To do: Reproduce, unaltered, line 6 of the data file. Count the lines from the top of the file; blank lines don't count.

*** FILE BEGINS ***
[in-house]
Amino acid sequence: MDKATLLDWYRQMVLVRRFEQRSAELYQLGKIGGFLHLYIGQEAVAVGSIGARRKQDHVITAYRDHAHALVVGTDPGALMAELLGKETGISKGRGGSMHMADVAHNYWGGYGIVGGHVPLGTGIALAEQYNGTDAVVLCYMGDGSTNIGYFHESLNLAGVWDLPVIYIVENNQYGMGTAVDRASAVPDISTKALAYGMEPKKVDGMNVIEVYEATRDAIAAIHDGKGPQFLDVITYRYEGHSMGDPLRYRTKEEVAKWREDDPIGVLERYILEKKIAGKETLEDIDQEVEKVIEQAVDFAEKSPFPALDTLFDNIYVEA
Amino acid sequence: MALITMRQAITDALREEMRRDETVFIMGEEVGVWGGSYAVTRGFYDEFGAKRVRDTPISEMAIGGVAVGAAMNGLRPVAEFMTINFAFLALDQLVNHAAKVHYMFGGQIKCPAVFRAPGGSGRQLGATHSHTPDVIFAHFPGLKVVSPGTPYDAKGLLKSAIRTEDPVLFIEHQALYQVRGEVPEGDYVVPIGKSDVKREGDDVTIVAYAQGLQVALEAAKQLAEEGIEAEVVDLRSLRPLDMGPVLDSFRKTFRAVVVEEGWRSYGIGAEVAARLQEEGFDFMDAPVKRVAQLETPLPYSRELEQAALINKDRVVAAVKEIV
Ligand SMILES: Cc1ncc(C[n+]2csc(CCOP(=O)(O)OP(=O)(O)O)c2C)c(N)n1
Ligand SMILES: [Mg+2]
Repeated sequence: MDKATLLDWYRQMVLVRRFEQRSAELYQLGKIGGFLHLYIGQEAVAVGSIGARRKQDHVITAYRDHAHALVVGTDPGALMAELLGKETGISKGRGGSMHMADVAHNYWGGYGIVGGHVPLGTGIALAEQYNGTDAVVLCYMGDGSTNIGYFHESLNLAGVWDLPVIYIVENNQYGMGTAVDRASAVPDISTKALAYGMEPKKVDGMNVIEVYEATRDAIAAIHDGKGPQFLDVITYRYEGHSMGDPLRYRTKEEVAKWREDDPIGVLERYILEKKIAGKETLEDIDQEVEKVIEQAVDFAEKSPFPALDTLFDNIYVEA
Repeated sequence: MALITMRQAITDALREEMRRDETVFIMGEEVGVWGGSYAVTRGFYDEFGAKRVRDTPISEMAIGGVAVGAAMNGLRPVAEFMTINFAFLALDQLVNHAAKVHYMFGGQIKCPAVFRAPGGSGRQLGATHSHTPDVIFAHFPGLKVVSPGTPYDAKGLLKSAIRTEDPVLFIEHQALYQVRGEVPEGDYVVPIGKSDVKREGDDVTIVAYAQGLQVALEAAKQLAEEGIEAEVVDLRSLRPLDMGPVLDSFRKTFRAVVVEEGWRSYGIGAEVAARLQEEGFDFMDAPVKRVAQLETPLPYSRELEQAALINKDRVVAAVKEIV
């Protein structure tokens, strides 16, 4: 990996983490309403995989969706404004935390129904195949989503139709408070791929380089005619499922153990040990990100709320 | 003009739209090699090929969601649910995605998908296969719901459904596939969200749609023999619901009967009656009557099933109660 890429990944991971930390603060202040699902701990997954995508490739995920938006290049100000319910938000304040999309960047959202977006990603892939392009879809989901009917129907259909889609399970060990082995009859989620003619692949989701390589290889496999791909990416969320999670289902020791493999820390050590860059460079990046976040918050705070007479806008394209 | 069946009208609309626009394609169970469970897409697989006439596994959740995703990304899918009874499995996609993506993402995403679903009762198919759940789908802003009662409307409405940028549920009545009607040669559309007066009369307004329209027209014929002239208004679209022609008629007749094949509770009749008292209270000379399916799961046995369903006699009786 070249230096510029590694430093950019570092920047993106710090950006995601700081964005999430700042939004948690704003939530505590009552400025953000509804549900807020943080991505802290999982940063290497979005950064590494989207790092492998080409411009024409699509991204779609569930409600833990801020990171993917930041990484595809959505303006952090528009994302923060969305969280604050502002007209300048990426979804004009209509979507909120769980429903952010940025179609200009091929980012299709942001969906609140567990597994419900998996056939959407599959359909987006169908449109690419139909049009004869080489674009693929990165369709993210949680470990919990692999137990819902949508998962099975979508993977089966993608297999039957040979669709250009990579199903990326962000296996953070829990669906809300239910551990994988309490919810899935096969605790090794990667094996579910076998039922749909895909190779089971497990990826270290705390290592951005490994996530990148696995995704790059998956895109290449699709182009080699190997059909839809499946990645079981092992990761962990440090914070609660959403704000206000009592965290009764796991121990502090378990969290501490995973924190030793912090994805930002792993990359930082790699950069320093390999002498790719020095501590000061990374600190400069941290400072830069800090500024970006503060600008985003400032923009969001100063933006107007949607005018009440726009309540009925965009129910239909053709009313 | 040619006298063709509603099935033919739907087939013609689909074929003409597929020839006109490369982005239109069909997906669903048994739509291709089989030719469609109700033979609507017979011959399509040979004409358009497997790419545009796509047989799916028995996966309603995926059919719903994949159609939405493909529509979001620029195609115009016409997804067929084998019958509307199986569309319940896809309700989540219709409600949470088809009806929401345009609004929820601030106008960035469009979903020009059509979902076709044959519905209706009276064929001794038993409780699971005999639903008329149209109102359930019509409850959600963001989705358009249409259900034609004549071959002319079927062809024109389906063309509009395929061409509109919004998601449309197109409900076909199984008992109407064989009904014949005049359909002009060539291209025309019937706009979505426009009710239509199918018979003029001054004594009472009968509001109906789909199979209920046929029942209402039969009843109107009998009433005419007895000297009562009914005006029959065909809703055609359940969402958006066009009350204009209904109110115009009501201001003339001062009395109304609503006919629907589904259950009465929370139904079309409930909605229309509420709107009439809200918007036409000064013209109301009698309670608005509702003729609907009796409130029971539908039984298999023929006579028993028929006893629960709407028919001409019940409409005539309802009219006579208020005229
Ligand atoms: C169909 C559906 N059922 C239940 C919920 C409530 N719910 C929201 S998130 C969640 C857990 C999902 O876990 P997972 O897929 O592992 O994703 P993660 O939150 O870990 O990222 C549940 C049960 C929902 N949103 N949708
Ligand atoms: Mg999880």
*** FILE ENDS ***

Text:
Repeated sequence: MDKATLLDWYRQMVLVRRFEQRSAELYQLGKIGGFLHLYIGQEAVAVGSIGARRKQDHVITAYRDHAHALVVGTDPGALMAELLGKETGISKGRGGSMHMADVAHNYWGGYGIVGGHVPLGTGIALAEQYNGTDAVVLCYMGDGSTNIGYFHESLNLAGVWDLPVIYIVENNQYGMGTAVDRASAVPDISTKALAYGMEPKKVDGMNVIEVYEATRDAIAAIHDGKGPQFLDVITYRYEGHSMGDPLRYRTKEEVAKWREDDPIGVLERYILEKKIAGKETLEDIDQEVEKVIEQAVDFAEKSPFPALDTLFDNIYVEA